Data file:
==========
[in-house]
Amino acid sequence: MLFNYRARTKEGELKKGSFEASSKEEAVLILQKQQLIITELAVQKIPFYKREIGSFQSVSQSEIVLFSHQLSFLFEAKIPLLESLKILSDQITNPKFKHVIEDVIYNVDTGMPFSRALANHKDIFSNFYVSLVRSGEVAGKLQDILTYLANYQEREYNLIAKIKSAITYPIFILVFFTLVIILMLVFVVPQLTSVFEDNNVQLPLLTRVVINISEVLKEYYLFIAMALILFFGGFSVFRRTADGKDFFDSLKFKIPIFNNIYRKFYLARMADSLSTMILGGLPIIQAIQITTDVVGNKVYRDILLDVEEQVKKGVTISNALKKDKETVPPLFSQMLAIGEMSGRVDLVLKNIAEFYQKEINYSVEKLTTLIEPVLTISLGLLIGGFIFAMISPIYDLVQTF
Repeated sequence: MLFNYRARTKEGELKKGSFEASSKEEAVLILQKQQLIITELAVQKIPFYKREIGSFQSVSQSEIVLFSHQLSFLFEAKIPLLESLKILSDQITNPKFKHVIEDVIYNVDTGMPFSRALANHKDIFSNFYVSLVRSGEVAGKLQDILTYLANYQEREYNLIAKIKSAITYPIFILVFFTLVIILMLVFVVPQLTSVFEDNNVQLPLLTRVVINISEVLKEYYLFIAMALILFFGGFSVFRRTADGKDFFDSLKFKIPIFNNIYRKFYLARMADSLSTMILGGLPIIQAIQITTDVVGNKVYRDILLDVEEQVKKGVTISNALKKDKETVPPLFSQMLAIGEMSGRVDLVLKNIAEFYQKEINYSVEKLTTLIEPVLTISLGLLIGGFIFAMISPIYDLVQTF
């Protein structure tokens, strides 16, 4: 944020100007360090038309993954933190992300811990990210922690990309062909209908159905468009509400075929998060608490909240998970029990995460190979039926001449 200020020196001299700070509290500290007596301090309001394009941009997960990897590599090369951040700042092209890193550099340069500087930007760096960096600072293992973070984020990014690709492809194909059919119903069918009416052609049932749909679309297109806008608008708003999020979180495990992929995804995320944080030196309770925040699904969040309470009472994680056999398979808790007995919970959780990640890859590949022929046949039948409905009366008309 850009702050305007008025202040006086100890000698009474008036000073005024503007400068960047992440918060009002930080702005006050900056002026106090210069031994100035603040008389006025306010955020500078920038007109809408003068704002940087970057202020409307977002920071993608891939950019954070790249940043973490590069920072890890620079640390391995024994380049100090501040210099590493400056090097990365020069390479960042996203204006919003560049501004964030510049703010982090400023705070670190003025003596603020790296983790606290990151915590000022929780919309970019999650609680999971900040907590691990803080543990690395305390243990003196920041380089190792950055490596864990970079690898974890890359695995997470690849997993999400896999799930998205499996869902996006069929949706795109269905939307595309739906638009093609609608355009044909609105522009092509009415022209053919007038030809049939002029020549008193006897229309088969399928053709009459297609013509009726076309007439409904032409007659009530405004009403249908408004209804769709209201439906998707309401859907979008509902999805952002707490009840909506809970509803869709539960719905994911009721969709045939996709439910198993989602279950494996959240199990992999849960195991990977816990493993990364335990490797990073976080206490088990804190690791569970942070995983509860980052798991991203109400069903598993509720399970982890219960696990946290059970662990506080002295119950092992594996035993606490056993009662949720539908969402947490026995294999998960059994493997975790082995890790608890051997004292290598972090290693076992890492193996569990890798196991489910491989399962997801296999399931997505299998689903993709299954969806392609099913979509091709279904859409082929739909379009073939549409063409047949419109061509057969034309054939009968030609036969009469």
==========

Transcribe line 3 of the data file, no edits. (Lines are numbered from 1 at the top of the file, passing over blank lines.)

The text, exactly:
Repeated sequence: MLFNYRARTKEGELKKGSFEASSKEEAVLILQKQQLIITELAVQKIPFYKREIGSFQSVSQSEIVLFSHQLSFLFEAKIPLLESLKILSDQITNPKFKHVIEDVIYNVDTGMPFSRALANHKDIFSNFYVSLVRSGEVAGKLQDILTYLANYQEREYNLIAKIKSAITYPIFILVFFTLVIILMLVFVVPQLTSVFEDNNVQLPLLTRVVINISEVLKEYYLFIAMALILFFGGFSVFRRTADGKDFFDSLKFKIPIFNNIYRKFYLARMADSLSTMILGGLPIIQAIQITTDVVGNKVYRDILLDVEEQVKKGVTISNALKKDKETVPPLFSQMLAIGEMSGRVDLVLKNIAEFYQKEINYSVEKLTTLIEPVLTISLGLLIGGFIFAMISPIYDLVQTF